More Questions on Healing and Faith
Last week’s sermon on Matthew 17:14-21, entitled “How to Exercise Faith,” raised some good questions from a couple of folks. I thought I would try to answer them here. I have answered some other questions about healing before, and you can read those by clicking this link to the previous article.
The first question relates to what is often called the “Word of Faith” movement. This describes a segment of professing Christians who believe that “faith” operates through our “words” by speaking into reality whatever we have enough faith for. The question says, “Your message seems to strengthen the argument made by the Word of Faith movement, that if someone has enough faith, then they can be healed by God…what can be said to those seeking healing, but don’t receive it and yet believe their faith is true enough to experience God’s healing?”
I was very careful in my message to point out that the nature of “faith” as the term is used in the Bible is believing and trusting in “(1) the nature of God, (2) the power of God, and (3) the promises of God.” The simple answer to this question is that there is NEVER a promise in Scripture that God will heal you.
It is in the NATURE of God to heal–that is why He accomplished eternal healing at the cross (Isaiah 53:5 – the healing in the atonement is from sin, not sickness). This is also why He sometimes physically heals in the present by His grace. As well, it is obviously and certainly within the POWER of God to heal. He can heal anyone, at any time, of anything, if He so desires. That being said, however, there is NOT a PROMISE that God WILL heal anyone, at any time, of anything. Our “believing” that He will (or must!) is misplaced confidence in something God has not promised. That is why I pointed out, “faith is not a feeling of confidence” about something you desire or pray for. Faith is trusting in a promise given by a good and powerful God, but still unseen in reality. Because we have no promise of healing, we cannot “claim that promise” by faith, and speak it into reality by our faith or prayers. Sadly, that is what the “Word of Faith” adherents claim to believe and practice, and it has been the cause of great disappointment and spiritual instability in many.
A second question I received was this: “How do you pray in faith for things you aren’t sure are God’s will, or about which you do not have a specific promise?”
Another great question. Perhaps an illustration would help. If I asked you, “How does a child ask his mommy for a apple to eat, when he does not know if she has any apples in the house, or if his mommy wants to give him one?” I think your advice would be obvious. He just asks her. He voices his desire, hopefully with humility and contentment in his heart and voice, and trusts that she will answer in whatever way is generous and/or good for him. God’s heart is turned toward the good desires of his children, just as a mother would be inclined to give her child an apple when he asks. We pray the same way, because we know God’s character to be generous (“how will He not also with Him freely give us all things” [Romans 8:32]). If He withholds our requests, then we can be confident that it is good for us. But we can humbly appeal to His love and generous nature, and voice our desires with contentment, knowing that His heart is stirred by our requests, and His desires will be carried out fully. He delights in our asking for good things, He delights in putting His goodness on display by granting them, and He basks in the worship and gratitude that issues forth from these expressions of His kindness toward us. So keep asking, that you might keep receiving, worshipping and thanking Him!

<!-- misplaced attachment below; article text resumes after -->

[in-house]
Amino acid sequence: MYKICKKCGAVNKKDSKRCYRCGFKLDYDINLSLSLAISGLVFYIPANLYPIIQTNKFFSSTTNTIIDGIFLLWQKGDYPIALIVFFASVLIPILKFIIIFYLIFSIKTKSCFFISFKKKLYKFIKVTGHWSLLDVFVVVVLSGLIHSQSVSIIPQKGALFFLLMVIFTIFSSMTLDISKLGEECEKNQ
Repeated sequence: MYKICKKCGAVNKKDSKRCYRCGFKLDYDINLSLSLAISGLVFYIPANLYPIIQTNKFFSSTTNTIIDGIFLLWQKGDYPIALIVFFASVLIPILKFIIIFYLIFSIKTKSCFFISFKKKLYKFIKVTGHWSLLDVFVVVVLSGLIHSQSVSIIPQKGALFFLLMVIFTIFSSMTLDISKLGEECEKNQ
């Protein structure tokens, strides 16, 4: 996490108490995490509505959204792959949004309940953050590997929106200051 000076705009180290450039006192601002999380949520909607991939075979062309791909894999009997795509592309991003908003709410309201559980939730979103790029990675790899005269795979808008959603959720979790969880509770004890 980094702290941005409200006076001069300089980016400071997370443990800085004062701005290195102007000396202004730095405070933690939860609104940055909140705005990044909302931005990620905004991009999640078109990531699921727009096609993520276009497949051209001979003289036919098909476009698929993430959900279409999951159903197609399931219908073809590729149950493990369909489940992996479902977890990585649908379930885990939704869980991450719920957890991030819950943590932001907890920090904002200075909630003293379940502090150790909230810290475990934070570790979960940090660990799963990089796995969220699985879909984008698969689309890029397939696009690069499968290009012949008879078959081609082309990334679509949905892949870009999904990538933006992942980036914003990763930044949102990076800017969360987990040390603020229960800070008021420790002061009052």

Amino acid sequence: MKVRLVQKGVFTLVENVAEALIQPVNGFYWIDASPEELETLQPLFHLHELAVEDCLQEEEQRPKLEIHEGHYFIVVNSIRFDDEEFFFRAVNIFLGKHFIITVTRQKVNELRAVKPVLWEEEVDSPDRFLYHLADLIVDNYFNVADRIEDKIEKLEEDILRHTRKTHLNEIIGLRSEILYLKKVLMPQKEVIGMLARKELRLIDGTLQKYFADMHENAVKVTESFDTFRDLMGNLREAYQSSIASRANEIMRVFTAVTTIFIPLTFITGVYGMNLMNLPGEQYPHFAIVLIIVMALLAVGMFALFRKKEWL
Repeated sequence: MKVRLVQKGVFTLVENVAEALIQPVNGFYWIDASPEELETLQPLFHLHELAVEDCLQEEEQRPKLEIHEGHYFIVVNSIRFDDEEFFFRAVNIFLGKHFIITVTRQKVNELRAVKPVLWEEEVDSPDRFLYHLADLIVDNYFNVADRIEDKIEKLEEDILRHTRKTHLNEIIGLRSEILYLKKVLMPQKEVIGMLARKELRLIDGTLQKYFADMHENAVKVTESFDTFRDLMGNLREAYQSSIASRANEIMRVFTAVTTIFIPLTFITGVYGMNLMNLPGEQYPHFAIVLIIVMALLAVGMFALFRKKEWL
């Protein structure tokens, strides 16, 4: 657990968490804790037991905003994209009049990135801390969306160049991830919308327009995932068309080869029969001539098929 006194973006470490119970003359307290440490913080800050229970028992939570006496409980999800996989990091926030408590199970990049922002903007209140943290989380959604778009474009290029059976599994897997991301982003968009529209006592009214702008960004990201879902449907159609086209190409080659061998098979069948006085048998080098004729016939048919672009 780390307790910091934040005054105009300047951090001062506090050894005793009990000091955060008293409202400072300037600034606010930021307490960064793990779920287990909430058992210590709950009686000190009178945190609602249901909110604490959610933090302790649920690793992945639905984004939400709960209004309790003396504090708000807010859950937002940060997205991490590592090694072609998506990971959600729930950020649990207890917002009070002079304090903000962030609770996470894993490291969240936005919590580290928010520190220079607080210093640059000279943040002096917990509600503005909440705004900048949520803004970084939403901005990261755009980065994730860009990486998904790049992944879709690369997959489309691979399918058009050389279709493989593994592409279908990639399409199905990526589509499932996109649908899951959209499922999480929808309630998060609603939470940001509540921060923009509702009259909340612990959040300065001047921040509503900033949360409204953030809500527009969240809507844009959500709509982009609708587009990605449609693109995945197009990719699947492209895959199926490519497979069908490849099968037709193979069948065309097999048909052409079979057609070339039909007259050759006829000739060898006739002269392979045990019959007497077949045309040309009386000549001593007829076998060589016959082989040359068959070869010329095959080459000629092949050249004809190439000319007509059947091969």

The third question is a little tougher. “How can one know if the measure of their faith is sufficient or ‘little’ in the Lord’s eye?”
There are no clear guidelines laid out in Scripture for this one. Therefore, we are left to compare our prayers, attitudes, actions, and motivations of the heart with the examples of Scripture. Are we being distracted by circumstances like Peter (Matthew 14:28-31)? Are we persisting in prayer, and not giving up, like the widow (Luke 18) and importunate neighbor (Luke 11:8)? Are we doubting the Lord’s power to protect us from the storm like the disciples (Matthew 8:26)? Are we doubting that God can provide (Matthew 6:25-34). Because we don’t have a particular word or promise from God about our specific circumstances, this kind of comparison and honest assessment is the best we can do–this is how the Word “judges the thoughts and intentions of the heart” (Hebrews 4:12). If you do not find your prayers, attitudes, actions or motivations lacking, then you should continue to pray with a contented heart, believing that God is good and knows best what is needed. Every answer of “no” or “wait” from God is not caused by “little faith.” He may have other lessons for you to learn, like steadfastness, contentment, or joy in the midst of your trials. Don’t miss those lessons because you’re just assuming your faith is small.
I hope that helps. Feel free to comment and interact. I’ll be around.
Leave a Comment
You must be logged in to post a comment.
Clear answers to good questions…thanks Brian